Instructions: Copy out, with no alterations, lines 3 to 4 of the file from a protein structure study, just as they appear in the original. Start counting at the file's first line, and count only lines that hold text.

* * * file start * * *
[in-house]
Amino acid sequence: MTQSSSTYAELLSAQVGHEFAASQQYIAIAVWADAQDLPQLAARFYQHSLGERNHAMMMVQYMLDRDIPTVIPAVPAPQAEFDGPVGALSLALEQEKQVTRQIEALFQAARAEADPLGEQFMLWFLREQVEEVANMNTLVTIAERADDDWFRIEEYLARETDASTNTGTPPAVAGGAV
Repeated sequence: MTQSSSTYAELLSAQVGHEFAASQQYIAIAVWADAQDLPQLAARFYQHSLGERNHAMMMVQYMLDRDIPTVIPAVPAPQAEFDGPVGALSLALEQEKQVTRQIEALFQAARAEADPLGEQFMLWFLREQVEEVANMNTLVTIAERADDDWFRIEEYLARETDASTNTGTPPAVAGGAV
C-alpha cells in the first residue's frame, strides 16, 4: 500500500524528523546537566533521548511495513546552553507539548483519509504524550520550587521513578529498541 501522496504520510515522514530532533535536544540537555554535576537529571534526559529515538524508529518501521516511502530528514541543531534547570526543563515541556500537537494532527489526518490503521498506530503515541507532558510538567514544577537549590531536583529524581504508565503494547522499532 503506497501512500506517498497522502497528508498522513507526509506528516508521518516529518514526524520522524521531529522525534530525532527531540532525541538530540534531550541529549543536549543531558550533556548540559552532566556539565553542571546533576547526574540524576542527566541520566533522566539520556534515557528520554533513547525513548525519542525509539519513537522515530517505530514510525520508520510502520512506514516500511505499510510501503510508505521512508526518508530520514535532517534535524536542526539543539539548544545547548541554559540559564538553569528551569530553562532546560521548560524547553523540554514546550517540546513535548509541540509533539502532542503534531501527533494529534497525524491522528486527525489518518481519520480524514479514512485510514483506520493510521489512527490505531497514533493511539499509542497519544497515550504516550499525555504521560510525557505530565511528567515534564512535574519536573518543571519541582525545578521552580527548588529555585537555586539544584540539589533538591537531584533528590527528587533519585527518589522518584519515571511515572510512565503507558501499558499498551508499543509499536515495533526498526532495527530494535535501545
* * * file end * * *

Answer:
Repeated sequence: MTQSSSTYAELLSAQVGHEFAASQQYIAIAVWADAQDLPQLAARFYQHSLGERNHAMMMVQYMLDRDIPTVIPAVPAPQAEFDGPVGALSLALEQEKQVTRQIEALFQAARAEADPLGEQFMLWFLREQVEEVANMNTLVTIAERADDDWFRIEEYLARETDASTNTGTPPAVAGGAV
C-alpha cells in the first residue's frame, strides 16, 4: 500500500524528523546537566533521548511495513546552553507539548483519509504524550520550587521513578529498541 501522496504520510515522514530532533535536544540537555554535576537529571534526559529515538524508529518501521516511502530528514541543531534547570526543563515541556500537537494532527489526518490503521498506530503515541507532558510538567514544577537549590531536583529524581504508565503494547522499532 503506497501512500506517498497522502497528508498522513507526509506528516508521518516529518514526524520522524521531529522525534530525532527531540532525541538530540534531550541529549543536549543531558550533556548540559552532566556539565553542571546533576547526574540524576542527566541520566533522566539520556534515557528520554533513547525513548525519542525509539519513537522515530517505530514510525520508520510502520512506514516500511505499510510501503510508505521512508526518508530520514535532517534535524536542526539543539539548544545547548541554559540559564538553569528551569530553562532546560521548560524547553523540554514546550517540546513535548509541540509533539502532542503534531501527533494529534497525524491522528486527525489518518481519520480524514479514512485510514483506520493510521489512527490505531497514533493511539499509542497519544497515550504516550499525555504521560510525557505530565511528567515534564512535574519536573518543571519541582525545578521552580527548588529555585537555586539544584540539589533538591537531584533528590527528587533519585527518589522518584519515571511515572510512565503507558501499558499498551508499543509499536515495533526498526532495527530494535535501545